Amazon’s no-checkout, surveillance-powered store opens today
AFTER a year of testing, Amazon is finally set to open the doors of its unmanned store in Seattle to the public.
The e-commerce giant sets to revolutionize the grocery shopping industry by allowing its shoppers to browse its aisles, pop items into a virtual basket and leave the shop without the need for waiting in line.
How does it work?
To shop in the store, which is roughly the size of a 7-Eleven, customers are required to download the Amazon Go phone app which must then be linked to a payment method.
Upon approaching the camera-filled, all-sensored store, shoppers must scan the app to enter and begin shopping.
The technology behind Amazon’s new store “Just Walk Out”, allows users to well … just walk out. It uses computer vision, deep learning algorithms, and sensor fusion to track and log what shoppers pick up from the shelves. Once customers exit the store through the transition area, the system adds up the items and charges their Amazon account, eliminating the need to go through a traditional check-out line.
While there may not be cashiers, the human touch is not totally diminished in the store. There is a team of associates in the store and its kitchen responsible for prepping ingredients, making breakfast, lunch, and dinner items, greeting customers at the door, stocking shelves, and helping shoppers. They even have an ID checker in the alcoholic beverages section (nice try, kids).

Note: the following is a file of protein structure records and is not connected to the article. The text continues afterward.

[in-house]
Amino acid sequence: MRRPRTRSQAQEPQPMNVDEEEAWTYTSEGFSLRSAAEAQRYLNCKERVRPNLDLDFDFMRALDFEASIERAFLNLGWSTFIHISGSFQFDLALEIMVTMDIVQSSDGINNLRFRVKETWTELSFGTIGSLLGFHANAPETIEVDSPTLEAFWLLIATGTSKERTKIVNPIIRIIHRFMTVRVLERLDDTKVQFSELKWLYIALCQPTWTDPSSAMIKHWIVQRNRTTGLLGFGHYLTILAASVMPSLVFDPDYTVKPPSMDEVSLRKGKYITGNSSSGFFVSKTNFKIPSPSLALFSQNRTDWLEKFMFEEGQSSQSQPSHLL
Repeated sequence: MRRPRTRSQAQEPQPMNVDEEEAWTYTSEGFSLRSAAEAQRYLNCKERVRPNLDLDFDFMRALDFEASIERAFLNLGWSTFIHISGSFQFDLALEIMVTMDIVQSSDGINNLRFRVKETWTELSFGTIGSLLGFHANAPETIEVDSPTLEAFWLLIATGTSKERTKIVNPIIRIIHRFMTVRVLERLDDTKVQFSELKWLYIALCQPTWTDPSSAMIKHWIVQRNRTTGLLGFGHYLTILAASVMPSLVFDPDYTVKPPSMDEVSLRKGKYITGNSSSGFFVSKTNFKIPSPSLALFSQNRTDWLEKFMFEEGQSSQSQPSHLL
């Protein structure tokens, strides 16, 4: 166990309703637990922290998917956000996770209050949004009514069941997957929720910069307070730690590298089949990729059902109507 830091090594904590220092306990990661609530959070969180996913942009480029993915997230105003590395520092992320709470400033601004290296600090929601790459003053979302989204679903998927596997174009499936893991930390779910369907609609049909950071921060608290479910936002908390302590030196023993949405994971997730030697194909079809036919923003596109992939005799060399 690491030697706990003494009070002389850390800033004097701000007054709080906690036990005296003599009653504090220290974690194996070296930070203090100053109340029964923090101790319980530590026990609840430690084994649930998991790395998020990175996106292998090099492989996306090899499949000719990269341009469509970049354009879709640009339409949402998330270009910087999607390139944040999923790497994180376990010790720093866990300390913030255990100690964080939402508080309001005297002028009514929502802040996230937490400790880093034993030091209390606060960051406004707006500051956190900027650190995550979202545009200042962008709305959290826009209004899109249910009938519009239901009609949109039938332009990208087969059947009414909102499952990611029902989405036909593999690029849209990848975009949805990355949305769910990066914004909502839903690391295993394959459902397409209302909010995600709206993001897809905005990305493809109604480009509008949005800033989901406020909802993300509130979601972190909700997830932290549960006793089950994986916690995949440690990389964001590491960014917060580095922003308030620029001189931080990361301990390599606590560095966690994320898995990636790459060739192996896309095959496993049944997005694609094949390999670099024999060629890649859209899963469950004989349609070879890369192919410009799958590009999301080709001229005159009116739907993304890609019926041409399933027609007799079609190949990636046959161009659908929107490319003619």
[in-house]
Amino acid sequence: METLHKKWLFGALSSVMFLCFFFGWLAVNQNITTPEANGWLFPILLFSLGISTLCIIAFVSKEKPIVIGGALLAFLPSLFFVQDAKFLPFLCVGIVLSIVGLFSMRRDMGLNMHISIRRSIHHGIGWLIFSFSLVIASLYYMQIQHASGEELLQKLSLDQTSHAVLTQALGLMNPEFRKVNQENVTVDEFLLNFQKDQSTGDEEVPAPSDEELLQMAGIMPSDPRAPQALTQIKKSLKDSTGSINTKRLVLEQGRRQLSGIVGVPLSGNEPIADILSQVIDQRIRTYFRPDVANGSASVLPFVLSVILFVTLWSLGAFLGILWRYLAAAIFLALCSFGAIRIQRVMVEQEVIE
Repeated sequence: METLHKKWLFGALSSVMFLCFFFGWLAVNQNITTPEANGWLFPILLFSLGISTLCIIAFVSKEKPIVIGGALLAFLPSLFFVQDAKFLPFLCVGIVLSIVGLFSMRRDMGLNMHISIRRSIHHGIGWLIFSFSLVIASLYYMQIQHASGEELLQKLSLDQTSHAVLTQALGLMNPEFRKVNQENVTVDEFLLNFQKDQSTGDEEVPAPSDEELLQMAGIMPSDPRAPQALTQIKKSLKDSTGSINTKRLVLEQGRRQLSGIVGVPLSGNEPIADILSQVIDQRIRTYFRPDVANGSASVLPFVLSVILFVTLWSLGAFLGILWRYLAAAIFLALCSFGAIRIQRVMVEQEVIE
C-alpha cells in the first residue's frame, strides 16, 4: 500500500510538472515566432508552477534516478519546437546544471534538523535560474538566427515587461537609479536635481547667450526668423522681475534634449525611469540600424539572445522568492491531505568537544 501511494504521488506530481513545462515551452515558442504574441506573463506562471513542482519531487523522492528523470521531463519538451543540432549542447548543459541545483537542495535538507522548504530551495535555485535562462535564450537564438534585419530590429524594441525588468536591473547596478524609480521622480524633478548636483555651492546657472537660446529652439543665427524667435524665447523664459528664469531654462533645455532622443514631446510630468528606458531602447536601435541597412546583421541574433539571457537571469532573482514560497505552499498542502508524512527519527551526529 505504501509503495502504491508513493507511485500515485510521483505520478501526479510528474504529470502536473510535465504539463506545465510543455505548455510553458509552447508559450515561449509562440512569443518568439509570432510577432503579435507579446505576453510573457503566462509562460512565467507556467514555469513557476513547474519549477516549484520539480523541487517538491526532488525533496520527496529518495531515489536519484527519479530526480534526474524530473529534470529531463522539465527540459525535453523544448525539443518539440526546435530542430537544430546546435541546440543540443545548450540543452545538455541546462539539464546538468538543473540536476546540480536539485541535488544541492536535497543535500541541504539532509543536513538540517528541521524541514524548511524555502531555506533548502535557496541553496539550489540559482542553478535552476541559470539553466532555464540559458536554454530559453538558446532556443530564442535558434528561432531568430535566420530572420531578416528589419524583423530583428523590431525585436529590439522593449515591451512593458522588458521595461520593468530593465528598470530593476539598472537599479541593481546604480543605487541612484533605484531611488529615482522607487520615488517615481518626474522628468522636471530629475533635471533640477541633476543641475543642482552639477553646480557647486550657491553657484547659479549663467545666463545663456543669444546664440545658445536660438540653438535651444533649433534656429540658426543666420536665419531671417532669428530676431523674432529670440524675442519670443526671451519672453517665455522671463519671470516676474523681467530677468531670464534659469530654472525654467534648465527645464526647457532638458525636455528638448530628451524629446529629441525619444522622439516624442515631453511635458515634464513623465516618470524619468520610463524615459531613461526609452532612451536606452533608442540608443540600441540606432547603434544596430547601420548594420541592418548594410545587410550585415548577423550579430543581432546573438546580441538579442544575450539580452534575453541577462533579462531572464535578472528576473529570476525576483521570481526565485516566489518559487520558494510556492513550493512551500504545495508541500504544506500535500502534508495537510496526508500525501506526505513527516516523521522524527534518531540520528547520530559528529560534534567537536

According to a Tech Crunch writer who visited the store, the selection of products available includes “grab-and-go lunches and snacks” and a variety of basic household items such as milk, coffee, and toilet paper.
For Amazon, the store offers a chance to gather a mountain of consumer data relating to product preferences and dislikes. This data can be used to improve its marketing, recommendations and promotions, as well as keeping its supply chain in line.
And for the public? Well, the store epitomizes a shopping experience of ease and convenience. But then again, with the store expecting to become a must-see attraction in the city, perhaps the expectation of a quick in-and-out shop will be destroyed by crowds of gawking tourists.
Furthermore, critics have commented on the ubiquitous personal surveillance of the Amazon Go store, questioning whether saving a few minutes of your shopping time is worth handing over your personal data.
It remains uncertain as to Amazon’s future plans and whether or not the e-commerce giant will open more stores around the globe.
“It’s too early to speculate on that,” says Amazon Go technology chief Dilip Kumar, as reported by Recode.
“For now,” he added, “we’re just focused on this store.”